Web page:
The summer days peaked and climbed to their highest degrees yet.
With my right hand, I pull the curtain across the cheap metal rod and turn a hand-tied macrame loop around it to fix it in place. My eyes travel across the story of my garden stopping first at the pitiful Café Au Lait dahlia I did not cut back, weeping, drying, no longer moving from bud to bloom. Is its tuber rotting away under the too frequent watering the zinnias love so much? Has a gopher eaten its way across the tubal base, destroying its source of life? Its bright emerald green takes on a dullish hue. Moving to the left, I survey the healthy growth on the dahlias I cut back. These are still alive. These have not been eaten. The new leaves betray a deep pine vibrancy so surprising in these August days. As I look closer, the plants still stretching upward carry the same contrast, new growth reaching out and up amongst the old.
The Mulberry tree leaves are dry and dusty, but not so much as our van is now or will be after a few more days of harvest. The air itself is a little cloudy today, the sunset is a little more radiant.
As the activities wind down, the most passionate of my children shudder at the thought of missing the last practice, the last class, the last opportunity for summer fun. Even a canceled cabin trip fails to elicit disappointment in them to match my own because this means they can see friends one more time at the folklore practice at the church leading up to the festa days.
We attend a Portuguese parish.
We are not Portuguese by birth or family or heritage, yet by finding a home here we are somewhat, adopted Portuguese. Without awkwardness, my children join in the folklore. They sign up to lead games. I will be a chauffeur and experience the festa through my camera lens for the newspaper, which although technically a form of work, helps me to see and experience the event in a deeper way than I might otherwise do. It offers a place for me to set all my reflections.
Last year I began to learn about these traditions. This year I commit them to print. I have these hopes but time will tell.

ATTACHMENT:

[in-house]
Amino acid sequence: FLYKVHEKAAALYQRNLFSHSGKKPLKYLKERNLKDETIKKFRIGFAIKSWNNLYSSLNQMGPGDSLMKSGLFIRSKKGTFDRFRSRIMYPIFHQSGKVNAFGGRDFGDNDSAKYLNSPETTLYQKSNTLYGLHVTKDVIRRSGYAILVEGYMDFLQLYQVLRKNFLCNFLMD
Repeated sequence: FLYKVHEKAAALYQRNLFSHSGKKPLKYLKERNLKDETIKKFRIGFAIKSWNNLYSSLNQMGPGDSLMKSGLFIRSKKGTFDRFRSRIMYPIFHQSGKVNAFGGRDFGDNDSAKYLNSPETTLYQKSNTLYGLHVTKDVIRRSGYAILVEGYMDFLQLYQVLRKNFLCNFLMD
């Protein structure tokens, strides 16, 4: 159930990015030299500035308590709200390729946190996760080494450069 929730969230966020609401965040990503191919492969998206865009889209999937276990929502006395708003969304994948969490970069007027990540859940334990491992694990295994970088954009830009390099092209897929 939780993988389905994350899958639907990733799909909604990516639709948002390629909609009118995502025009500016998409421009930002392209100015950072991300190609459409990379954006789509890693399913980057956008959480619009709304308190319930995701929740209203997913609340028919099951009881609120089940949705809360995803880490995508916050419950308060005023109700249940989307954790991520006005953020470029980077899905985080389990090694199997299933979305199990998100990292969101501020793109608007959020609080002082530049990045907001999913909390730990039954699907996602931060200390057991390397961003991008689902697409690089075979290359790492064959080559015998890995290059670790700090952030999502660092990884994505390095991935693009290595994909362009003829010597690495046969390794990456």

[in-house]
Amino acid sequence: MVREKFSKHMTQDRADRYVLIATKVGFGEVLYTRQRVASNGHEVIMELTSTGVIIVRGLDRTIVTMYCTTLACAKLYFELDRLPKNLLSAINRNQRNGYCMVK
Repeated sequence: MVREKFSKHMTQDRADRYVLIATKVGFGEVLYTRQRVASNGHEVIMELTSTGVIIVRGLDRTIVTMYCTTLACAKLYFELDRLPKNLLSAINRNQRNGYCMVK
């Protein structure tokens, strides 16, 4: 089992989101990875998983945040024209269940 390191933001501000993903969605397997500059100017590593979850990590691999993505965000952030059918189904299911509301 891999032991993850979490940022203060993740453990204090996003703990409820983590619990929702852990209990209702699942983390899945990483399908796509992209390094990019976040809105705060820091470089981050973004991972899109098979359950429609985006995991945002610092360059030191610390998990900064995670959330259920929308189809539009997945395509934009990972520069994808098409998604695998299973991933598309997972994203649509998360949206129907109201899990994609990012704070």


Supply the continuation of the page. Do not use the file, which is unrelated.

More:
Whatever the festa will mean culturally or spiritually, for us it marks the end of summer as Labor Day marks the end of summer for fashion and home decor magazines. The almonds will be harvested, the gardens change their tune. What began in abundance will wear out from tiredness. It dries out. It dies. And with some sweet relief, one day in autumn, the cool days return, only long after we gave up on summer and began to pretend we have more distinct seasons here in Central California.
This is a unique place and a beautiful place.
I pick up an old novel by John Steinbeck, the same edition I sold long ago, and poke through its pages, hating and loving it at the same time. The best of the moments is the understanding of the soil in California. There is life here, although quite different than anything else in the world. It is a unique place and a strange place.
In my newspaper writing, I celebrate the community and church activities as efforts that work to continue traditions and connect people. Tonight I met a man who knew me, from high school or church, he could not place me either. Slowly a picture of a young, scrawny high schooler with curly black hair sitting at a drum set came to mind, but only slowly. He moved here after leaving 14 years ago. I expressed my wonder as most people seem to be saying goodbye to this state. “Moving here from Orange County,” he said, “is kind of like moving out of California.”
How very true.
I lived in Minnesota for a time and I lived in Virginia for a time. There, summer gives way to a burst of firelight in the trees before dropping to the ground in the sleep of winter snow. Here we have late summer, that stretched into most of those months we call fall. Here, some of us long for winter and cold and sweaters, but we wait.
It’s the world where birds fly to in the winter. It’s the bread basket.